BOSTON (Reuters) - Tom and Ray Magliozzi, hosts of National Public Radio's popular "Car Talk" program, will retire in September after decades of dispensing automotive repair and driving advice laced with a side of wicked humor.
The pair, in their guise as the self-deprecating Click and Clack, the Tappett Brothers, have been taping the weekly show for WBUR, Boston's public radio affiliate, for 35 years, but say it is time to "stop and smell the cappuccino."
Elder statesman Tom Magliozzi turns 75 this year.
"My brother has always been 'work-averse,'" Ray Magliozzi, 63, said in a release. "Now, apparently, even the one hour a week is killing him."
NPR will continue to broadcast the show with material curated from the best of the more than 1,200 episodes recorded by the Magliozzis over the years, with occasional updates from the brothers.
The pair urged their distraught fans not to grieve: "Thanks to all for the nice comments, but this isn't a wake! We won't be taping new shows, but we will still be polluting the airwaves!" they said via Twitter.
"Car Talk" was first broadcast in Boston in 1977 and picked up nationally by NPR 10 years later. It is heard weekly by an audience estimated at more than four million listeners on almost 600 stations.
"The early days of Car Talk was a time when dinosaurs roamed the earth and people actually worked on their own cars," the pair quip on their website.
Among the celebrities who have called into the show are broadcaster Morley Safer; actors Ashley Judd and Geena Davis; and astronaut John Grunsfeld, phoning from the Space Shuttle.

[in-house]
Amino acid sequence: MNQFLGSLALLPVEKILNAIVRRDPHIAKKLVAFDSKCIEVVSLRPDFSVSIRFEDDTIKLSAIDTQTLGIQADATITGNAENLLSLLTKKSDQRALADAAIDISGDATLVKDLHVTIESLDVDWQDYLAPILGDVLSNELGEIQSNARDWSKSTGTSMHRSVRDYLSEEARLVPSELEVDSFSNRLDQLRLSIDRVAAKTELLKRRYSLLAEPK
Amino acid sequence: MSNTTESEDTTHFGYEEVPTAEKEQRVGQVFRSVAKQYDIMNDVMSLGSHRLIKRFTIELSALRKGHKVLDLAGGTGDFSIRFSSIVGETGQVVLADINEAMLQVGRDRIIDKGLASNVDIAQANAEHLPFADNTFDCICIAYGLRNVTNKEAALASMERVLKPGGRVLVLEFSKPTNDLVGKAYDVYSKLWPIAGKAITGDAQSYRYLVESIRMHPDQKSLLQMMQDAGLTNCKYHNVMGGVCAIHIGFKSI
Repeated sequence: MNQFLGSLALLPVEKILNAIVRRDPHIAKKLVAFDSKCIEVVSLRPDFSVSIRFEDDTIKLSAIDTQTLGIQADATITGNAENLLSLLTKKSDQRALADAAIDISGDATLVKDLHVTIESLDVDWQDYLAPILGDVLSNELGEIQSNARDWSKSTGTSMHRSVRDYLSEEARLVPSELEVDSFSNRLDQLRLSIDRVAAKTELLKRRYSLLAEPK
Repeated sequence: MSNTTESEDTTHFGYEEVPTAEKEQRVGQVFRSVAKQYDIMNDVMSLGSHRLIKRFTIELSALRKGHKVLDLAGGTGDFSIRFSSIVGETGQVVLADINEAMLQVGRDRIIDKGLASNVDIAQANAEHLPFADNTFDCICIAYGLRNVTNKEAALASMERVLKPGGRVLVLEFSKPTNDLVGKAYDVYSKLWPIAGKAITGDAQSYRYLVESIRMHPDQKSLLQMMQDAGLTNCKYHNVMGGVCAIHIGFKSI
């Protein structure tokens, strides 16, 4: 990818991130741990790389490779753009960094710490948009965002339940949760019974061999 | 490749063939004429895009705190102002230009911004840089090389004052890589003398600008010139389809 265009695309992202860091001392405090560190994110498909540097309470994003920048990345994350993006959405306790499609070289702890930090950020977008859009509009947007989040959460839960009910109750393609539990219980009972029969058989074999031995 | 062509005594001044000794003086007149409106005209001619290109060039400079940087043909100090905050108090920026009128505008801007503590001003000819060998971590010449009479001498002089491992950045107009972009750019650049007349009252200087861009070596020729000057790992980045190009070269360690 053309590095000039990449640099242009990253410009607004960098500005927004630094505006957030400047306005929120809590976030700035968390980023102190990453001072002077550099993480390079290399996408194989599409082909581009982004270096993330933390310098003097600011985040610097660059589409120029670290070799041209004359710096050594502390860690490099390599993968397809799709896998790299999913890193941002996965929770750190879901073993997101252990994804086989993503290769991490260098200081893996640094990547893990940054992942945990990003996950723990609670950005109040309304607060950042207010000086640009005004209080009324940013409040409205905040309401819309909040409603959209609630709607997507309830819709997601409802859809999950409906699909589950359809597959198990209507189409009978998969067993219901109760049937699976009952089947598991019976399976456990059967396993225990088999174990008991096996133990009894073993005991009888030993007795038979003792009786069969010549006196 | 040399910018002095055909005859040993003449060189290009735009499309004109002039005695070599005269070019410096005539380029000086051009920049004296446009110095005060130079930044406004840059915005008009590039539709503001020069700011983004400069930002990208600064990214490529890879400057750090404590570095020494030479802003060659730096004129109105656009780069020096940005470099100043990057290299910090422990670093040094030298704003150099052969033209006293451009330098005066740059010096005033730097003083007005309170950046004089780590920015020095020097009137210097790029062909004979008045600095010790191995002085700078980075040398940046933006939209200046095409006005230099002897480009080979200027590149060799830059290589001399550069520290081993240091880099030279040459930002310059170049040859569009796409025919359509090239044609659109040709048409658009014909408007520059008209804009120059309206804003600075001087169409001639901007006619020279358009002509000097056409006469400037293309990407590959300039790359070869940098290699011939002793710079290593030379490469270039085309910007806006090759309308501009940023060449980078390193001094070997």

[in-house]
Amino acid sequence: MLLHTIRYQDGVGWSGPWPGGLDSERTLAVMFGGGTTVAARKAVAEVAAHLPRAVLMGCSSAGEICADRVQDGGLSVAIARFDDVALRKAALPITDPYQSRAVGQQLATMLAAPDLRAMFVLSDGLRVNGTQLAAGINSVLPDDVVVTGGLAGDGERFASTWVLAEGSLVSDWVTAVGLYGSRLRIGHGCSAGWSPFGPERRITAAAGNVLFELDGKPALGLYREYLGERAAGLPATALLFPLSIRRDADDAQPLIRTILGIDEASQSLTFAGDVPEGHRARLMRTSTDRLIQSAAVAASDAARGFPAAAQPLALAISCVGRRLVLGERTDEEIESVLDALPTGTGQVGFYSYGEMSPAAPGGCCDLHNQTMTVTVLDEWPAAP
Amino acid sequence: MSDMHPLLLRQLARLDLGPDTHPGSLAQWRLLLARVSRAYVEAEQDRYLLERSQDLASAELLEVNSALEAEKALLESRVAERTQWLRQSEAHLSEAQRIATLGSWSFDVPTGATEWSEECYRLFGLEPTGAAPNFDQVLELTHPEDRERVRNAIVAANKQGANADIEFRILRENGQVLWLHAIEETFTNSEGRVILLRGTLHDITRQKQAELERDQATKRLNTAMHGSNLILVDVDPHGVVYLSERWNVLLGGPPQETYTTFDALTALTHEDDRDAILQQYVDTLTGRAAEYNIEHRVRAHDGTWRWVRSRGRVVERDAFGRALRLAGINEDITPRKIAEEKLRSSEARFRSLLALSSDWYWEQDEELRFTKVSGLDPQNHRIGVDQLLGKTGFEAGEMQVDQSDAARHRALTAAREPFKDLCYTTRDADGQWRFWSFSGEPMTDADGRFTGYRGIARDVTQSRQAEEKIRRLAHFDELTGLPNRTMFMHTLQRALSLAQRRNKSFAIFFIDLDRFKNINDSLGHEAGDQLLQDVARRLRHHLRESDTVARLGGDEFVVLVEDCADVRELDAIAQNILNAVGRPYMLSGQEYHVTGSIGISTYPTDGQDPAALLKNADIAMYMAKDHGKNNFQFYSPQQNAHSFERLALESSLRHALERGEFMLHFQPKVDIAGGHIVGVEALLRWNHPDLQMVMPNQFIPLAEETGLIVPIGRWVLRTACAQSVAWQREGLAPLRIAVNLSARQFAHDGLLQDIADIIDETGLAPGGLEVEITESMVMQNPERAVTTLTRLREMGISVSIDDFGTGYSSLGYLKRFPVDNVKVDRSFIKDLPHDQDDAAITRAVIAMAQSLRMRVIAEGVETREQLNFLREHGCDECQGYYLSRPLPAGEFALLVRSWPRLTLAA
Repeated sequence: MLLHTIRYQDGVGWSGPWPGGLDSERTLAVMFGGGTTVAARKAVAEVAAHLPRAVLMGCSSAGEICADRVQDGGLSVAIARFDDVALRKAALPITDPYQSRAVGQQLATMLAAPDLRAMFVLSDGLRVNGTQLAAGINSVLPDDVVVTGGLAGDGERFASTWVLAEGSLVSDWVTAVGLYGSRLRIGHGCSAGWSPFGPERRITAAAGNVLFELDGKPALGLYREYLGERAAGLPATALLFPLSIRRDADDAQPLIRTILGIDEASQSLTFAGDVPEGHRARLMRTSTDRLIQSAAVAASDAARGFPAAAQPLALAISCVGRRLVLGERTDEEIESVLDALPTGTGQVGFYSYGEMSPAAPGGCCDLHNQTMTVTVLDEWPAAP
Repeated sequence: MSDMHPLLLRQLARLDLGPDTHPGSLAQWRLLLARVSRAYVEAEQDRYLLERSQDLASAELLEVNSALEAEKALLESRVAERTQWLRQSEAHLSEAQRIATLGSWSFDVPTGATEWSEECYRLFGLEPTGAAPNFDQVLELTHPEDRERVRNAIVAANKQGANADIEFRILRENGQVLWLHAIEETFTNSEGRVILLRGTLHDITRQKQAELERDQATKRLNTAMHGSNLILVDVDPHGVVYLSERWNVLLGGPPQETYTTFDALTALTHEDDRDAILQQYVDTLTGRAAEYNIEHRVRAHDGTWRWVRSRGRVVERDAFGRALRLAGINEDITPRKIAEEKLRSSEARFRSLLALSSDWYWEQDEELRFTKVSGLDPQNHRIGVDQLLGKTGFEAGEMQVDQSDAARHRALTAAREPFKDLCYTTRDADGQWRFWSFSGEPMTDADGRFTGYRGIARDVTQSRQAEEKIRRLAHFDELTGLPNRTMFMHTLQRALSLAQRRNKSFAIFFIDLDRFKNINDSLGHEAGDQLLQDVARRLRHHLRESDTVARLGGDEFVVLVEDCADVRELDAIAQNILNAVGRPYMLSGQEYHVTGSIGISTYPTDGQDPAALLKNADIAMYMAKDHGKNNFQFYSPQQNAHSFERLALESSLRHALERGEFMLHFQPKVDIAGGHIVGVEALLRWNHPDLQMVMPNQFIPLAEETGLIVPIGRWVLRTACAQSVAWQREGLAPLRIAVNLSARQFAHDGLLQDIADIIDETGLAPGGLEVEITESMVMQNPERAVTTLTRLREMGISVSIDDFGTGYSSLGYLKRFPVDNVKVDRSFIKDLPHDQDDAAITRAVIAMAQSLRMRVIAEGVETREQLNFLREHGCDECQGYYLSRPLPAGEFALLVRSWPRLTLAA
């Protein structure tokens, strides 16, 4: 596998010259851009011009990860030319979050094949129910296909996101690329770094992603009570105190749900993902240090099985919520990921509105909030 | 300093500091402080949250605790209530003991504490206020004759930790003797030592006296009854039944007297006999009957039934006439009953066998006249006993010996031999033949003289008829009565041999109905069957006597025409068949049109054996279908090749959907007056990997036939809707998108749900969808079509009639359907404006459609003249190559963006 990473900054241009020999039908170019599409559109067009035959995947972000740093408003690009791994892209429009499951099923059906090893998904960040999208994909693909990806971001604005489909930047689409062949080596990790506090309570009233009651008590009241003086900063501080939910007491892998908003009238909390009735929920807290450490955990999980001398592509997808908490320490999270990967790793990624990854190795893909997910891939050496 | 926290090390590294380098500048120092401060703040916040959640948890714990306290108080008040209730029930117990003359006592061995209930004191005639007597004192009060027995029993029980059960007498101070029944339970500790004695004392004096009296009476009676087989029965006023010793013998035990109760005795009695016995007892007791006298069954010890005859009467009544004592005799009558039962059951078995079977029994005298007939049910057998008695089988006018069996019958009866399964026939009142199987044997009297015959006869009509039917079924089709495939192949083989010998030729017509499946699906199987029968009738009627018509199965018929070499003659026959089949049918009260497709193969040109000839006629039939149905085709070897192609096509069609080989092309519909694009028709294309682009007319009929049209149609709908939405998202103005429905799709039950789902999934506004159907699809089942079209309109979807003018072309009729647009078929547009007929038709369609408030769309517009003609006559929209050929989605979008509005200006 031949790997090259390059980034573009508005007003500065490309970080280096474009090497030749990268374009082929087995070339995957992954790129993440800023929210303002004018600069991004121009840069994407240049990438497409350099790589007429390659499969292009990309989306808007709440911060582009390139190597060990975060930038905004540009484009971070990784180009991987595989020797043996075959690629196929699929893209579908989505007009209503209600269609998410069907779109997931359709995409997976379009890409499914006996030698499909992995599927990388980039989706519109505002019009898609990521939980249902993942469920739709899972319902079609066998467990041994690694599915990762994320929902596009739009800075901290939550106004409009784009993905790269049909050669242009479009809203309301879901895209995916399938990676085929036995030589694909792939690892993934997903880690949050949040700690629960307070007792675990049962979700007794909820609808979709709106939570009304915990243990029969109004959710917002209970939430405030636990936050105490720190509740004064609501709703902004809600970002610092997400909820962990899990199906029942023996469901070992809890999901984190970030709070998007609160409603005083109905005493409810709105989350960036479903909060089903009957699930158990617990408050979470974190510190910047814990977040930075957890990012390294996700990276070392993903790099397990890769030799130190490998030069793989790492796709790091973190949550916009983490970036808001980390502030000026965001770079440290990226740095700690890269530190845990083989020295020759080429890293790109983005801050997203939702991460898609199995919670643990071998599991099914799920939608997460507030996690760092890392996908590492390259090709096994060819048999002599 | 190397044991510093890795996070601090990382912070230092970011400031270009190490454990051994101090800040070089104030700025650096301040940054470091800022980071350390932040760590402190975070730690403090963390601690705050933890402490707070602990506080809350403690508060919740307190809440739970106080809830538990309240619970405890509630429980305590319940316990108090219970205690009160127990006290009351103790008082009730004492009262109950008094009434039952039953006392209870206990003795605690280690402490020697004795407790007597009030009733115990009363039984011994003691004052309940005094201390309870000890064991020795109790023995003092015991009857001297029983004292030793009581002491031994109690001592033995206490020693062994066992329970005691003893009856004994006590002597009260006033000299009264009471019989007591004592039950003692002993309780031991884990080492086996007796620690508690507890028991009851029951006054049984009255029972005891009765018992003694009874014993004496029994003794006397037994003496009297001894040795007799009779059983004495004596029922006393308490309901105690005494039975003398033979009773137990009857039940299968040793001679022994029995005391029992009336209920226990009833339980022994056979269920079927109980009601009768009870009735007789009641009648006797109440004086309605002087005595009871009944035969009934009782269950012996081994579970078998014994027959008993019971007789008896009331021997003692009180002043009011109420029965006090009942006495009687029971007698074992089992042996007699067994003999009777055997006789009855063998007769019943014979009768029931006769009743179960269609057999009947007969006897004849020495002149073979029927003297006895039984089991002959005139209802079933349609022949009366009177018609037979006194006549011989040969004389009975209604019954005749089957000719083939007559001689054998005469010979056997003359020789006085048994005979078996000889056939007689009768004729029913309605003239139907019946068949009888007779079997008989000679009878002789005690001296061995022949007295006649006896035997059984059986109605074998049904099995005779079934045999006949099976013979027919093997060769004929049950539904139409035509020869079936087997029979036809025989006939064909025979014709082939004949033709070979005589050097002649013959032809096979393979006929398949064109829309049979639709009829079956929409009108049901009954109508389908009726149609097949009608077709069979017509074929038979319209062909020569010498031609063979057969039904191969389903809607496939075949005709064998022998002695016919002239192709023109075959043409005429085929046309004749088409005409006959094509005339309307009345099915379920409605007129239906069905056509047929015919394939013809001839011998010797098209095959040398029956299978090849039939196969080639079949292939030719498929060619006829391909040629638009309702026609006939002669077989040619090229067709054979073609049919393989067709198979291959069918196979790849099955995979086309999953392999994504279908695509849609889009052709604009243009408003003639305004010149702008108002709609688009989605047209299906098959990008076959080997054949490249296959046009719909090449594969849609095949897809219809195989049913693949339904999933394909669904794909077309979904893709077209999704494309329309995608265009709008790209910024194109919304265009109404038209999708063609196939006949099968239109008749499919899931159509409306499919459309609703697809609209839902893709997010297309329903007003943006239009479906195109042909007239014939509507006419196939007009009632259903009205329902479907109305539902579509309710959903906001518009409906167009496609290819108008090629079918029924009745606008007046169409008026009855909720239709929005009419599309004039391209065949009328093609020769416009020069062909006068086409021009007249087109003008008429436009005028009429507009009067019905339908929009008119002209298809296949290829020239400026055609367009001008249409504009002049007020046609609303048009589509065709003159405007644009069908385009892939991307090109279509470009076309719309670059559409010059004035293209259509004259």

At the end of each show, Ray typically warns the audience, "Don't drive like my brother," to which Tom replies, "And don't drive like my brother."
The brothers won a Peabody Award in 1992 for "distinguished achievement and meritorious public service."
Both brothers, veteran car mechanics who operate a garage in Cambridge, graduated from the Massachusetts Institute of Technology. They gave the commencement address to the university in 1999.
The Car Talk offices loom over Harvard Square in Cambridge and is dubbed "Dewey, Cheetham & Howe" after the imaginary law firm featured on the show.
The much-loved broadcast has made its mark on popular culture in the Magliozzi's native Cambridge - referred to on air as "our fair city" - and beyond. The brothers provided the voices for animated cars in the blockbuster 2006 Disney Pixar film "Cars".
"Car Talk: The Musical!", presented by Suffolk University, enjoyed a brief run in Boston in 2011.
(Reporting By Ros Krasny; editing by Gunna Dickson)